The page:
Every fall, taxing entities across Texas plan their budgets for the coming fiscal year, a process that involves setting the tax rate based on how much money staff thinks the entity will need. A new state law going into effect Jan. 1 has complicated the process for cities, counties and taxing districts this year.
The law—Senate Bill 2, which passed through the 86th Texas Legislature this spring—will limit how much a city or county can increase property tax revenue to 3.5% from the previous year before voter approval is required.
In Harris County, commissioners debated whether to enact the first across-the-board tax rate increase since 1996. The county was ultimately forced to adopt a tax rate cut after the two Republican commissioners—Precinct 3 Commissioner Steve Radack and Precinct 4 Commissioner Jack Cagle—did not show up for the vote in protest.
The cut could come with steep consequences for the county, said Harris County Judge Lina Hidalgo, who supported the tax rate increase.
“The truth of the situation is that our county continues to grow and with that, the costs grow; the needs grow,” Hidalgo said.
Reactions to SB 2 varied across different taxing entities in Cy-Fair. In Jersey Village, city officials pushed for taxpayer relief in the upcoming fiscal year. Not only did the Jersey Village City Council adopt the same tax rate as last year, but council also voted to raise the city’s homestead exemptions in June.
Unlike Harris County, which relies on property taxes to make up roughly 80% of its revenue, the city of Jersey Village is able to collect sales tax revenue. Optimism about future increases in sales tax revenue has city officials speculating that even with SB 2 on the horizon, another homestead exemption increase could be coming soon.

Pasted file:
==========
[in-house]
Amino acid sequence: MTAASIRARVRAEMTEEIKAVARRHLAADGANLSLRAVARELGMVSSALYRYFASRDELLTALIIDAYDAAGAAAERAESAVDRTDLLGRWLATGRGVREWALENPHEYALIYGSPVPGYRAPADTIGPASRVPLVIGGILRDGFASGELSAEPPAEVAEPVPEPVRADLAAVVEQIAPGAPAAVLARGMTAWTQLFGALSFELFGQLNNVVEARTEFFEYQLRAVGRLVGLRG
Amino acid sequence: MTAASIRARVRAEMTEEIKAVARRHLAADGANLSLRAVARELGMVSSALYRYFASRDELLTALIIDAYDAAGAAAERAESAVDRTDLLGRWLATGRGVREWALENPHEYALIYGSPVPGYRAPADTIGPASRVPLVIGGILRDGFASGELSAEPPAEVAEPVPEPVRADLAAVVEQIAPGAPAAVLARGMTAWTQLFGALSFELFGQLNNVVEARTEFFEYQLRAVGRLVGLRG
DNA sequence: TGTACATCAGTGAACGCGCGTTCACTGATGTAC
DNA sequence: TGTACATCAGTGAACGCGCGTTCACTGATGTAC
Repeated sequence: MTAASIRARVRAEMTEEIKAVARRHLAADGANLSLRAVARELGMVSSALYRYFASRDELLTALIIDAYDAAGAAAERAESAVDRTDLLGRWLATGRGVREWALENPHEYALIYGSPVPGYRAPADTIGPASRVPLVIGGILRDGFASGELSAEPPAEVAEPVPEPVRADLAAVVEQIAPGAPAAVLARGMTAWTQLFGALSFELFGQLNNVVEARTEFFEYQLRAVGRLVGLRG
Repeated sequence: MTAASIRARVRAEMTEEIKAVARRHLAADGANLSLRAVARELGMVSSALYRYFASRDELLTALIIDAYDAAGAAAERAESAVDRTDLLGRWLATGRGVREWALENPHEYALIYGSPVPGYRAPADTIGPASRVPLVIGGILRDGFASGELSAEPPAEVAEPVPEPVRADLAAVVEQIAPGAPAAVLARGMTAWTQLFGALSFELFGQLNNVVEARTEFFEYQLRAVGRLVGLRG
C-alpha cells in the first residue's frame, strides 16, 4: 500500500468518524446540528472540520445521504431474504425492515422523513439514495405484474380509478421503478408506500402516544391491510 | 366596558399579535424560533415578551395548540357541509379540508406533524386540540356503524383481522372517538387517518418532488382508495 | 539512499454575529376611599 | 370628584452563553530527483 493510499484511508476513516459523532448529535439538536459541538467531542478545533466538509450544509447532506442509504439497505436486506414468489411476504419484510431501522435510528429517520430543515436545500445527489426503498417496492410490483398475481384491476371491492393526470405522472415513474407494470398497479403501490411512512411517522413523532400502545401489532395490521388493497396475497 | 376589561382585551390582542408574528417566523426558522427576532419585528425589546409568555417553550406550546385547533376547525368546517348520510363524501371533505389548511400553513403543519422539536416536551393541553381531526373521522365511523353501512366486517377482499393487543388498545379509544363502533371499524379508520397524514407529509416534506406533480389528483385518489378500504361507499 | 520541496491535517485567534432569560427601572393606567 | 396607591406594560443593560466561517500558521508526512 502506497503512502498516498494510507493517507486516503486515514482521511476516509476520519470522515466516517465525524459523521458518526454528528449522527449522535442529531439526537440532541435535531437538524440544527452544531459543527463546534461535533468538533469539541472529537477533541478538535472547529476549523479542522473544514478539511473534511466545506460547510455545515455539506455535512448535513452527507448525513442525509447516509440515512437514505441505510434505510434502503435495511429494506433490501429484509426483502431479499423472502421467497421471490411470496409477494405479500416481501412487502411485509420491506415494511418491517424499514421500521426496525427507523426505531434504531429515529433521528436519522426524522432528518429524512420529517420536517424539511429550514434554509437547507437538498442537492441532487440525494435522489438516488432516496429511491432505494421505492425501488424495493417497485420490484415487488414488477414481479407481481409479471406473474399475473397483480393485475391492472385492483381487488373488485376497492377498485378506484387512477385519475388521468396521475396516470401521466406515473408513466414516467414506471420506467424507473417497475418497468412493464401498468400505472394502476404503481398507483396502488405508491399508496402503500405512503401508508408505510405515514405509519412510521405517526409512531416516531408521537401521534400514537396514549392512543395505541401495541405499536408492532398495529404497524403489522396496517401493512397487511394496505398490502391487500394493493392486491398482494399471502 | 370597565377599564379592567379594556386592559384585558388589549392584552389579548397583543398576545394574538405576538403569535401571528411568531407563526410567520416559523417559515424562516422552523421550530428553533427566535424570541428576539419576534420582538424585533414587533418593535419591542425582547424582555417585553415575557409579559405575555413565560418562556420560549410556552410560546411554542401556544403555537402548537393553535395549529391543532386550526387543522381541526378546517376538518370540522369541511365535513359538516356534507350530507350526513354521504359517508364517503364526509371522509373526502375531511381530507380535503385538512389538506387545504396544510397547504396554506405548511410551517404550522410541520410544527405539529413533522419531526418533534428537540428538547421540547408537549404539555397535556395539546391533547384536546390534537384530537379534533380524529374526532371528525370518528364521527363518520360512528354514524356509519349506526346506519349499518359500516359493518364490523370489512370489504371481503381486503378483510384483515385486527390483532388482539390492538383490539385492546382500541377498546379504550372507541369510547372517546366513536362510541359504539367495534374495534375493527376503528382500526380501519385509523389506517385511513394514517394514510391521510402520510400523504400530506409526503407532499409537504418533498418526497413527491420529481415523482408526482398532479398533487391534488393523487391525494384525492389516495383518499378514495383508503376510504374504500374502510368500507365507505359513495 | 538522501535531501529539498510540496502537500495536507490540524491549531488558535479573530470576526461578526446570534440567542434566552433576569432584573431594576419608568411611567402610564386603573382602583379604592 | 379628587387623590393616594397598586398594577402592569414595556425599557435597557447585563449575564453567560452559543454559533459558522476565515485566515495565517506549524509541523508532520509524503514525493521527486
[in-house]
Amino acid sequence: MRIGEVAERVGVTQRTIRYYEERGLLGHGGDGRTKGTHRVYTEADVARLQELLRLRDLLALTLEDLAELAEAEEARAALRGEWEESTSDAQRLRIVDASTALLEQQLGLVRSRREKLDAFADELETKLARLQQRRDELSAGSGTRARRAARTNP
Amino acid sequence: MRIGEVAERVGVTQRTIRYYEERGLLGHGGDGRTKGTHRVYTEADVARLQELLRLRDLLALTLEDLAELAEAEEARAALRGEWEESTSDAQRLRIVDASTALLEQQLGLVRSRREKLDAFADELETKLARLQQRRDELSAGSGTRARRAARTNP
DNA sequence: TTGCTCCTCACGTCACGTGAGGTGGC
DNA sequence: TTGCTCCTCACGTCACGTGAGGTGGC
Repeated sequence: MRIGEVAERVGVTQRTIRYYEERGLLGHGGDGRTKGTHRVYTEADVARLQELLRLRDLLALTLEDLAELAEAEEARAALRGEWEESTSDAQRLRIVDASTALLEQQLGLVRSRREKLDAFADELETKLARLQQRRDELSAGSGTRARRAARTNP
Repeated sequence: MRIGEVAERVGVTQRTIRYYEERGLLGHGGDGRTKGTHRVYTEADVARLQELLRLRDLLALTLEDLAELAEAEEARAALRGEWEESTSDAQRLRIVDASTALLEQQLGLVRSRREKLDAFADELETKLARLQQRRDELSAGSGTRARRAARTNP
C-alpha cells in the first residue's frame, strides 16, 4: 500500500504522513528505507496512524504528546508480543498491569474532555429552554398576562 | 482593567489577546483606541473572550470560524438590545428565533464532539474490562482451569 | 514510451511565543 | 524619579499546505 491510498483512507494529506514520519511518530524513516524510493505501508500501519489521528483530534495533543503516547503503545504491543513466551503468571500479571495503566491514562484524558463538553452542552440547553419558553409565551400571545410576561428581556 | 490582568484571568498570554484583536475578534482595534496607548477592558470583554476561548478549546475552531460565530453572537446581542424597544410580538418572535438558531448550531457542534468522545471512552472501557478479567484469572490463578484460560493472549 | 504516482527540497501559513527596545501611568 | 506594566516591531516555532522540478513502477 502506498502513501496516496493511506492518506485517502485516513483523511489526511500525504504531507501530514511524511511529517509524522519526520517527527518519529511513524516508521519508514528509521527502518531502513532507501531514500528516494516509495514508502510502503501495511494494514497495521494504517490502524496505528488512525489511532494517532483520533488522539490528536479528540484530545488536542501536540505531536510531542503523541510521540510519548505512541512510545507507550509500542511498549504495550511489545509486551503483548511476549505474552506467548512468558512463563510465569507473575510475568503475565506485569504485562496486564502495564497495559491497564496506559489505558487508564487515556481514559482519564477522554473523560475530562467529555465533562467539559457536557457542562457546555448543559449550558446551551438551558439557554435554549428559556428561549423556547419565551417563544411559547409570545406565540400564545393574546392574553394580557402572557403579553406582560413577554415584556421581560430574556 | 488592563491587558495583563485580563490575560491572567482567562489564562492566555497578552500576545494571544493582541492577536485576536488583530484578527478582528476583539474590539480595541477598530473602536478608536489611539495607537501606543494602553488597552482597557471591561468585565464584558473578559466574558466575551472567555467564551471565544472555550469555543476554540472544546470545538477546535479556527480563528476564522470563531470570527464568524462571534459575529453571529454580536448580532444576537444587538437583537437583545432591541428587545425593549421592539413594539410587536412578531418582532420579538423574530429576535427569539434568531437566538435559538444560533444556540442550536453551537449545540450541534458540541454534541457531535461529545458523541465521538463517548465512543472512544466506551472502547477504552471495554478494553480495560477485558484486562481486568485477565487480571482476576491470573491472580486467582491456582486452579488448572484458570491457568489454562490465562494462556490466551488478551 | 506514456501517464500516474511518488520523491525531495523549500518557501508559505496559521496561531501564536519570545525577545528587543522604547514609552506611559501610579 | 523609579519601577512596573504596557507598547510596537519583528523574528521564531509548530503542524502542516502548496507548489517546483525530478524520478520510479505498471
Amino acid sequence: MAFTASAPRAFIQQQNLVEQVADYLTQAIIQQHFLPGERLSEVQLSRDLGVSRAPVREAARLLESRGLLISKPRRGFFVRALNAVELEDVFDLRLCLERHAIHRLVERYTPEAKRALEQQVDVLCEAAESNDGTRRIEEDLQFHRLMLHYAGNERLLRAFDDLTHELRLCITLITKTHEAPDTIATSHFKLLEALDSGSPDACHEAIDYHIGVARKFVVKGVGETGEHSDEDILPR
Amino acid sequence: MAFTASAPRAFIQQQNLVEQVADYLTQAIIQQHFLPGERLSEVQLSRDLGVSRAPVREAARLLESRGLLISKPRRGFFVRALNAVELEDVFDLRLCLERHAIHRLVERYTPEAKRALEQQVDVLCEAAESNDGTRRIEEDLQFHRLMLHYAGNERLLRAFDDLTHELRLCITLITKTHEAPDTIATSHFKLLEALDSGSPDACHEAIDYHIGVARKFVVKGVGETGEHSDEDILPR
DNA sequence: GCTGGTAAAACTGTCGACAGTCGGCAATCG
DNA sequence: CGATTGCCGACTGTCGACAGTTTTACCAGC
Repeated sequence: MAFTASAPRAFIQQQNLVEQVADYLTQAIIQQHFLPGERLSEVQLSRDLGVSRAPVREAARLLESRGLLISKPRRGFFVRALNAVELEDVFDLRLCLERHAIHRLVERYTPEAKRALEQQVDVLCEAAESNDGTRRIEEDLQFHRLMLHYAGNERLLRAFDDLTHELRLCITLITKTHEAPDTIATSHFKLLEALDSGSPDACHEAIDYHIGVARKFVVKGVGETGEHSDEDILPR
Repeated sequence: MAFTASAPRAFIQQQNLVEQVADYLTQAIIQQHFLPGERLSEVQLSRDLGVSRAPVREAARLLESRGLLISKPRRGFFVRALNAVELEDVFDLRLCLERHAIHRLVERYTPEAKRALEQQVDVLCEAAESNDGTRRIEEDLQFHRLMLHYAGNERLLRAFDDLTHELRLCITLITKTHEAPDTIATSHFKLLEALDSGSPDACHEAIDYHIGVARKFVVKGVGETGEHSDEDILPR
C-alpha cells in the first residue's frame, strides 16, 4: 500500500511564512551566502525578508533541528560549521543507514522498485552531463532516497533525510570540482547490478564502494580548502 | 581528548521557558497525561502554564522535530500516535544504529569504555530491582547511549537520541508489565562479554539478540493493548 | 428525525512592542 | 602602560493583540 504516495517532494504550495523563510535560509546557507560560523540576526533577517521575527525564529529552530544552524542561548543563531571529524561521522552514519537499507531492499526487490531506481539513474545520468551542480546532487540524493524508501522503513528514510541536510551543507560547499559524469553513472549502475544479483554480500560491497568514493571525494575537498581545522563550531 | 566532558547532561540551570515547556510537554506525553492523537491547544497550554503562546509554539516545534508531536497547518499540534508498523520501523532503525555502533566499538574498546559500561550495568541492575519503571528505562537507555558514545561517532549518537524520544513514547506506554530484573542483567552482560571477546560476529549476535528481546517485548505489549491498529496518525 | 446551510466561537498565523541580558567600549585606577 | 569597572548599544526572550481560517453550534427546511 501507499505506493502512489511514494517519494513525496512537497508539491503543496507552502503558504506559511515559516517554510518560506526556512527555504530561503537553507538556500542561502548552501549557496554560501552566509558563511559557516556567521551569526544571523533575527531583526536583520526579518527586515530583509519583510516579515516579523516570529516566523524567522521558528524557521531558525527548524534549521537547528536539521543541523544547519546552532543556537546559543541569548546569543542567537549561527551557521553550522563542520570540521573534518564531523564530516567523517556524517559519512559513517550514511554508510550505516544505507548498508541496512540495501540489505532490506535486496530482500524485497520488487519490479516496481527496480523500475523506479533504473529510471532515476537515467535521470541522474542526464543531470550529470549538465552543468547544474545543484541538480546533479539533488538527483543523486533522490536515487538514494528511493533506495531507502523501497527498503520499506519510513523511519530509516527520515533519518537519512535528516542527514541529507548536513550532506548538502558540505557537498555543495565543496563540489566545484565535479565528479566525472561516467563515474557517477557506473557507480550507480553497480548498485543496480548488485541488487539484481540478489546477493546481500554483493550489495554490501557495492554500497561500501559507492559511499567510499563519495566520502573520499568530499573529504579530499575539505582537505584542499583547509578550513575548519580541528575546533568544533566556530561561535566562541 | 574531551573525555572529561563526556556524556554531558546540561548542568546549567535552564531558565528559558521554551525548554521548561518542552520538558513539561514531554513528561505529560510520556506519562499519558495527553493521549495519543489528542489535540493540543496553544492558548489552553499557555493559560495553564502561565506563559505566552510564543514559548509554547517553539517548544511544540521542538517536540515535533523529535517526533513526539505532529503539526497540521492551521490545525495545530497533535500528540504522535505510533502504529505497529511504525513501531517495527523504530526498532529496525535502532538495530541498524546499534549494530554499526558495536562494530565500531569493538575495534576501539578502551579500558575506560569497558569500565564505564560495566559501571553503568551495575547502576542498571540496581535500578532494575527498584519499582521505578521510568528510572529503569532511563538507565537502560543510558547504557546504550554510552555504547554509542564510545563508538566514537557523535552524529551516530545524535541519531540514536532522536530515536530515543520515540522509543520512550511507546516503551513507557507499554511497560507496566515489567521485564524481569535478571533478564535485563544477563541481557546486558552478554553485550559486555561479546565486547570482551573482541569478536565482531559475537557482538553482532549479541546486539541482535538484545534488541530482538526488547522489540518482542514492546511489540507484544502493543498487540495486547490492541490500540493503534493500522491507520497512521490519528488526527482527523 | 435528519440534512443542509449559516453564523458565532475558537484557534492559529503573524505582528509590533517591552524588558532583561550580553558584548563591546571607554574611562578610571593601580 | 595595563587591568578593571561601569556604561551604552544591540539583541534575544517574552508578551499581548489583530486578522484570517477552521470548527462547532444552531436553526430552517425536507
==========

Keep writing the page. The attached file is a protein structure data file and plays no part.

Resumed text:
“I have no concerns whatsoever about our finances in Jersey Village in light of the changes resulting from SB 2,” Council Member Bobby Warren said. “Our economic development efforts in Jersey Village are already generating increased sales tax revenue.”
A showdown in Harris County
Perhaps the most contentious conversation about how to handle tax rates took place within Harris County Commissioners Court after the court’s three Democrats called for a tax rate increase from $0.62998 per $100 valuation to $0.6526 per $100 valuation, the maximum rate allowed by law without giving voters a chance to ask for an election.
Concerns about SB 2 and how it could restrict the county’s ability to deal with growth were at the center of the argument for proponents of the increase.
“The state has passed this law that is really taking advantage of folks saying that it does one thing when ultimately, what it does is keeps us from being able to provide the services folks have come to expect,” Hidalgo said at an Oct. 8 meeting.
Cagle and Radack, the court’s Republicans, both opposed the increase, instead calling for the county to adopt the effective tax rate, or the rate that imposes the same taxes as last year when comparing property on the tax roll in both years. Cagle said he believes property tax relief should have been provided to taxpayers following Hurricane Harvey in 2017 and is even more needed in the wake of Tropical Depression Imelda, which flooded about 2,500 homes in Harris County in September.
The argument came to a climax when Radack and Cagle skipped the Oct. 8 meeting where the tax rate was to be adopted. Although the duo were in the minority on the court, they were able to take advantage of a state law that requires at least four members of a commissioners court to be present for a vote on a tax rate to take place.
As a result, the court was forced to adopt the effective tax rate of $0.6117 per $100 of valuation. County Budget Officer Bill Jackson projects the county to raise about $186 million less in property tax revenue using the effective rate compared to the rate the Democrats supported, including roughly $9 million less for the flood control district, $59 million less for the hospital district and $117 million less for the general fund.